The 1870 Federal census for Fremont shows Mina 37 [finally the right age for birthdate given earlier], but now born in Germany! My grandmother Carrie is nine months old. Wilhelmina’s mother Barbary [Barbara] is living with them so great grandfather Jacob has passed sometime after 1860 census. The Ehningers are still in the next farm over. I think John and Wilhelmina have moved to the original Smidth house, based on the position of family entries in the 1860 census. According to Wilhelmina’s obituary, she and John moved into her “earlier home” after a year of marriage. This is the house grandma Carrie grew up in. I believe it is still standing. There is another Smith family below the Ehningers, but I have no idea who they are. 

Next, the 1880 Federal census for Fremont shows Wilmina [Wilhelmina] 64, born in Germany and her parents both born Württemberg. Shouldn’t she be 47? Grandma Carrie is 11 years old and great-great grandmother Barbara is 82 and is living with daughter Anna [Hannah] Ehninger on the next farm over.

Since there is no 1890 census, the last census we find Wilhelmina on is the 1900 Federal census for Fremont Township which shows her and John, 75, with son George, 38. On this census she is entered as born “At Sea” and her birthday is shown as Aug 1832. She is shown as 67 years old [close enough], married 49 years, with eight children being born alive and five children still living. The three who died young were Jacob, Ann, and Hannah. [Here is another research opportunity.]

Well, I know Wilhelmina was born in 1832 not 1831. Other than that, I think I’m back at square one. What do you think?

NOTE: I have hardly begun researching this family. I had started many years ago, but got discouraged not knowing how to go about looking for my Germanic families' history. There is so much to learn and I am sorry I didn't continue a long time ago.
Looking at the headstone image: Wilhelmina (1832-1903) is buried alongside her husband John (1815-1908) in the Ivanhoe Cemetery [arrow on far left]. Their son George A. who died 1930 is buried in the family plot, too. The far right two arrows show where their two of the three young children Jacob and Ann who died before the 1870 census [see 1860 census image]. I have no information on their third child, daughter Hannah, yet. Looks like there is enough room for a grave between George and the child’s headstones.

Saturday, January 3, 2015

Our Hunch Pays Off -- Mary Neale's Baptism Date Found!

In my last post A Surprise in a Christmas Card, my curiosity about George and Mary's family history was getting the better of me because I found Mary's baptism date and place to be in error. Since I like to be accurate, I worked through how it could be in error. This launched an email to cousin Margaret whose more direct family line includes George and Mary.

As you can guess, we were both a little distressed at this news. I didn't want to open a can of worms, but I had no choice because cousin Margaret and I like our research to be accurate. We both knew Mary's surname was Neale and not Scales as was written about in the last post. Neither one of us wants to be researching the wrong family as it can give way to building a brick wall not to think about all the wasted time spent. We both realize our research can change at any given moment, too. Then new challenges ensue which can be exhilarating to the family history researcher. Sometimes one needs that stimulation.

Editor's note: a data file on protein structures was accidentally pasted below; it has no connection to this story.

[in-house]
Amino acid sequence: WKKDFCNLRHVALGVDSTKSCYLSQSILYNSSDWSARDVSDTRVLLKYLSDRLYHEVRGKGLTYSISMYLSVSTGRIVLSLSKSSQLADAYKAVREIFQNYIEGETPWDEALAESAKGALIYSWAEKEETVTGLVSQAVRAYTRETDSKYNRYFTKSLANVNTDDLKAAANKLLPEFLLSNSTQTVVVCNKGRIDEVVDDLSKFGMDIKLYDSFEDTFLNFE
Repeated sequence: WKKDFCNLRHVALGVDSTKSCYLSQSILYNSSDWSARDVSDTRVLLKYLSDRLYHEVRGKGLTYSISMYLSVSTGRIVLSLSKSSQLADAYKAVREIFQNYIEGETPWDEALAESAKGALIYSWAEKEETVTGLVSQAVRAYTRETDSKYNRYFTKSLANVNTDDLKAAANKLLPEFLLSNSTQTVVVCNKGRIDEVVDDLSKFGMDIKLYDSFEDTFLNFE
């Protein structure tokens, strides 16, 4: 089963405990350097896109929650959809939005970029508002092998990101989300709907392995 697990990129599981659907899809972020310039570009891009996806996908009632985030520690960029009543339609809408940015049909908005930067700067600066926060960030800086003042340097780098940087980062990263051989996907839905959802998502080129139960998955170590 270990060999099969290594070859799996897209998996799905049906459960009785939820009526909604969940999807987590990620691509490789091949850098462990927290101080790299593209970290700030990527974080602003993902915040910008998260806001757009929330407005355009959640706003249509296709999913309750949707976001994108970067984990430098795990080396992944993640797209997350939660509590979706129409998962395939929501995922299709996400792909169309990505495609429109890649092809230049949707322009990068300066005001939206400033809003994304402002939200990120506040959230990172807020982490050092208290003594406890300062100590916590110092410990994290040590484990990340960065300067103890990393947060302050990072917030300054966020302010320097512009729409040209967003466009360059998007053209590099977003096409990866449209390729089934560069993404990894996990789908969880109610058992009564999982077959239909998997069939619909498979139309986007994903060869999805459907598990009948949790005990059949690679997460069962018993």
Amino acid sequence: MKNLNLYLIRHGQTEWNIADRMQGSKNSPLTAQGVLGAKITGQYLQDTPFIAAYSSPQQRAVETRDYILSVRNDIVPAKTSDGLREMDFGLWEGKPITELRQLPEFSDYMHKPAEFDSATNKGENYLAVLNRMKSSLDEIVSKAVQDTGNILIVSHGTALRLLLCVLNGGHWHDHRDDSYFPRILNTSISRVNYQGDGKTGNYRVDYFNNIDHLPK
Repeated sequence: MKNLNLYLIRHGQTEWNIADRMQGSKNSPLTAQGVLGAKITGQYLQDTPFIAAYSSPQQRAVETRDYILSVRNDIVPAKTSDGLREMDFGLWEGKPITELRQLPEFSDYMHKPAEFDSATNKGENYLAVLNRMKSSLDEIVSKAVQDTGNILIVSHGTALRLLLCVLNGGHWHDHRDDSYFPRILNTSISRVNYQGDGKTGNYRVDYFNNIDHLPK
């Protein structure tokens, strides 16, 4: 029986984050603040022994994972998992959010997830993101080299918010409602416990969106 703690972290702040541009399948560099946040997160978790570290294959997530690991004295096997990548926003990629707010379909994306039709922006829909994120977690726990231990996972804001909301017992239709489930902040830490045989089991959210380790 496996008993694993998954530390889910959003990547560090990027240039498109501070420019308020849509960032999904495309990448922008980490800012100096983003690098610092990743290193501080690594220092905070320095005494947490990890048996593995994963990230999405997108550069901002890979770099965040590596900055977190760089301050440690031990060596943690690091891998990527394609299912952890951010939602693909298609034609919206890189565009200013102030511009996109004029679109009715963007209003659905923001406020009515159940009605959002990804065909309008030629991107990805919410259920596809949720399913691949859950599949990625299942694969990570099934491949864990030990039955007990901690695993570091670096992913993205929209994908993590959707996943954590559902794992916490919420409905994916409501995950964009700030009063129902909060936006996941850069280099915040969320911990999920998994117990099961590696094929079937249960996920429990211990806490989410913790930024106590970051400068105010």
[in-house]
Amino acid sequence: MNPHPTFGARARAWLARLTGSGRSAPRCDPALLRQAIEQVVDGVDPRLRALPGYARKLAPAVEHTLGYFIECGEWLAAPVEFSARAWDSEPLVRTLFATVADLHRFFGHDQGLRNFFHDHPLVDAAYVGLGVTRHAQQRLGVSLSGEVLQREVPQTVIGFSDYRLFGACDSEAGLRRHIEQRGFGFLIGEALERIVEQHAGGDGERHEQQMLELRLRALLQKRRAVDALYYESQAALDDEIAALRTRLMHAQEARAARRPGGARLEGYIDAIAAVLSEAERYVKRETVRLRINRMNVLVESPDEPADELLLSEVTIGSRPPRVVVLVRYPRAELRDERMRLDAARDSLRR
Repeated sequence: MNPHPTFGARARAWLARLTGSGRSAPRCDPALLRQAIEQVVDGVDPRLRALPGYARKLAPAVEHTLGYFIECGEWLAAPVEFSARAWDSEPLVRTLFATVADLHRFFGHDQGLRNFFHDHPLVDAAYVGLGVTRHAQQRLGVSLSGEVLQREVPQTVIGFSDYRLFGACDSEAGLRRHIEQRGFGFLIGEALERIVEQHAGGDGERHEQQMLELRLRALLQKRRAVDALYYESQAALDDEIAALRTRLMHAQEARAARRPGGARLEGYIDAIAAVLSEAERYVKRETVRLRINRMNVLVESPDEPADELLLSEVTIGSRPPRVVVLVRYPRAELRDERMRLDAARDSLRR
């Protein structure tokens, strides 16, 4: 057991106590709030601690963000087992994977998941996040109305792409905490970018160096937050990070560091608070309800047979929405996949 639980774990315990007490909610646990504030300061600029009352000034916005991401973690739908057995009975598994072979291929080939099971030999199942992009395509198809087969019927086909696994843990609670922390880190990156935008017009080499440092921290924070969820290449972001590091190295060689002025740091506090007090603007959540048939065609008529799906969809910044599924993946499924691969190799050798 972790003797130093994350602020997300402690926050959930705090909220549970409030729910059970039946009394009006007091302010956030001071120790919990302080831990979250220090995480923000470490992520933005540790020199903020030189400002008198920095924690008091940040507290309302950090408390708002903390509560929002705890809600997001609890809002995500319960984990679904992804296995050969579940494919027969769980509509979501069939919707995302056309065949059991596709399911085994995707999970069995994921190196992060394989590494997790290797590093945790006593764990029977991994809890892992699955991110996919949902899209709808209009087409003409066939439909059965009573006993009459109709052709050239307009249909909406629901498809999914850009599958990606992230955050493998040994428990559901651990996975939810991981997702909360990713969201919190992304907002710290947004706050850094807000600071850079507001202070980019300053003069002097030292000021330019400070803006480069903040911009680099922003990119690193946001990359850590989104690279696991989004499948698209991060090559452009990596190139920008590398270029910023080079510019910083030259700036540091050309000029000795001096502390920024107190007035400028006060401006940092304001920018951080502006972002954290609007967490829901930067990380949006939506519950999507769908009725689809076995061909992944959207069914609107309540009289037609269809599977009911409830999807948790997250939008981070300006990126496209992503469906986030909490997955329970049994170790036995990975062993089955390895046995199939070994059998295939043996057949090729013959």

It's been a couple days now since I wrote that post and consulted with Margaret. The holiday festivities and excitement of a new year has past. I felt free to spend a little time looking on Lincs to the Past website's parish register of Muckton, Lincolnshire, England -- the first parish Margaret and I suspected as Mary's baptism place.

The Muckton Parish Records has 28 images starting with 1695 and ending with 1812. Knowing that Mary was 24 when she married George in 1810, that would make her baptism to be about 1786. Guessing where to start looking, I toggled to image 20 only to discover I was one image too far. I was hoping Image 19 -- Muckton Parish Records - Marriages, Burials & Baptisms (1775-1788) would yield the information I was seeking. I was right. Not only did I find Mary's baptism but along the way, I found her parents names and entries of some of her siblings!

The image shows two pages of PR entries. The first Neale I found was John son of George and Elizabeth, baptized 31 March 1776. Scanning further on down the left side and then the right, I found more sibling entries every couple years. The sixth was Mary's: Mary Daug.r of Geo: and Elizabeth Neale baptized July 17th [1785]. The date was in our range based on her age at marriage. By finding this, I felt like I had a charmed life, but I didn't do anything special, the entry was there all along just waiting for me. 

Entry for Mary Neale baptized 17 July 1785 Muckton, Lincolnshire, England.
[Screenshot from Lincs to the Past.]
The Neale siblings' entries I found on this image 19 are:
John baptized 4 Feb 1780
George baptized 4 Feb 1781
William baptized 8 Feb 1781